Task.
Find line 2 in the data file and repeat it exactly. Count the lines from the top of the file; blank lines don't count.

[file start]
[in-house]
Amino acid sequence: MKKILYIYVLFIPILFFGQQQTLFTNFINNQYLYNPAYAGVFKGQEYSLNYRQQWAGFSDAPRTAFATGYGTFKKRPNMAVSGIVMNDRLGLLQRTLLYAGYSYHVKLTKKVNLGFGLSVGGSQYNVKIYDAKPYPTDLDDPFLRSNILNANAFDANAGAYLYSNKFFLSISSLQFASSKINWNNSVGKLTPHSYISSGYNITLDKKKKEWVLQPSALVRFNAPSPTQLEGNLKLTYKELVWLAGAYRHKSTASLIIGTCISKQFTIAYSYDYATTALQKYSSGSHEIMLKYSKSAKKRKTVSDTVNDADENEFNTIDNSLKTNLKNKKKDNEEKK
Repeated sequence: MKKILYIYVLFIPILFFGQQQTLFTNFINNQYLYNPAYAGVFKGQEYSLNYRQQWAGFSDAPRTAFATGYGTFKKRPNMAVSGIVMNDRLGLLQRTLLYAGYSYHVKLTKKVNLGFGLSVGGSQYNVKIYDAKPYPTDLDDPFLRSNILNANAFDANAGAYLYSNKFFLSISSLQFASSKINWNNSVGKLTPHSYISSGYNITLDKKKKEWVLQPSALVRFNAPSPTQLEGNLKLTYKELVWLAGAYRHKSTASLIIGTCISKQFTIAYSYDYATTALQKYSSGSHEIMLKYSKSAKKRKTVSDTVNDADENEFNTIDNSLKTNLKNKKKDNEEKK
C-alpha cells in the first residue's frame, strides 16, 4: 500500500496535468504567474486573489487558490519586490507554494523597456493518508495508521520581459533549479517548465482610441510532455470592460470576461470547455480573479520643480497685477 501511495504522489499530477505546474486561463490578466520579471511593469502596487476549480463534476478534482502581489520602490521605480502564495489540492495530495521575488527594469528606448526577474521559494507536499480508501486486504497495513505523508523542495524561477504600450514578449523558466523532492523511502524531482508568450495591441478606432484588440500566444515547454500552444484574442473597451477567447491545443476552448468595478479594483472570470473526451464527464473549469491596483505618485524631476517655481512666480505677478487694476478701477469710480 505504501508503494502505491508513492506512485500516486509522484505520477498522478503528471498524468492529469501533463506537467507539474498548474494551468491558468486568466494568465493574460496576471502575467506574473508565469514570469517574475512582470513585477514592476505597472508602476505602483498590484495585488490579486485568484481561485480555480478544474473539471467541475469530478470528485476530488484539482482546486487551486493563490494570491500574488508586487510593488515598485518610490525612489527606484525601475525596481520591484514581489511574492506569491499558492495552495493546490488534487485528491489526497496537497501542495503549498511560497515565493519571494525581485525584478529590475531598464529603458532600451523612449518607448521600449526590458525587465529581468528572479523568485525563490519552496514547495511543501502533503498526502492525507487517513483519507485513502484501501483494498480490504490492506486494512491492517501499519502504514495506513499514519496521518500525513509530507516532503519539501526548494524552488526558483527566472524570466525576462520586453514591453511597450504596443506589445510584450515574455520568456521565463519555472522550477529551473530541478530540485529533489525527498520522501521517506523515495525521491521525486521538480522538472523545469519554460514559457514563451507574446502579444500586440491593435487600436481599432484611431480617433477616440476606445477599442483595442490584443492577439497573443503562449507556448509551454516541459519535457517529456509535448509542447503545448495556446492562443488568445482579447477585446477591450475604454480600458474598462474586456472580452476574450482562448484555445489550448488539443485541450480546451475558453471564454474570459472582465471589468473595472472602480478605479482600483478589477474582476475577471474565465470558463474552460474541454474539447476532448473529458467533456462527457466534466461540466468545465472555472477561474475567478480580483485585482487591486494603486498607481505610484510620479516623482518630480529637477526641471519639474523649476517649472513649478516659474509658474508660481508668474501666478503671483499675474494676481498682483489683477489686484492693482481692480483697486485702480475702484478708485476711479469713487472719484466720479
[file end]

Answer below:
Amino acid sequence: MKKILYIYVLFIPILFFGQQQTLFTNFINNQYLYNPAYAGVFKGQEYSLNYRQQWAGFSDAPRTAFATGYGTFKKRPNMAVSGIVMNDRLGLLQRTLLYAGYSYHVKLTKKVNLGFGLSVGGSQYNVKIYDAKPYPTDLDDPFLRSNILNANAFDANAGAYLYSNKFFLSISSLQFASSKINWNNSVGKLTPHSYISSGYNITLDKKKKEWVLQPSALVRFNAPSPTQLEGNLKLTYKELVWLAGAYRHKSTASLIIGTCISKQFTIAYSYDYATTALQKYSSGSHEIMLKYSKSAKKRKTVSDTVNDADENEFNTIDNSLKTNLKNKKKDNEEKK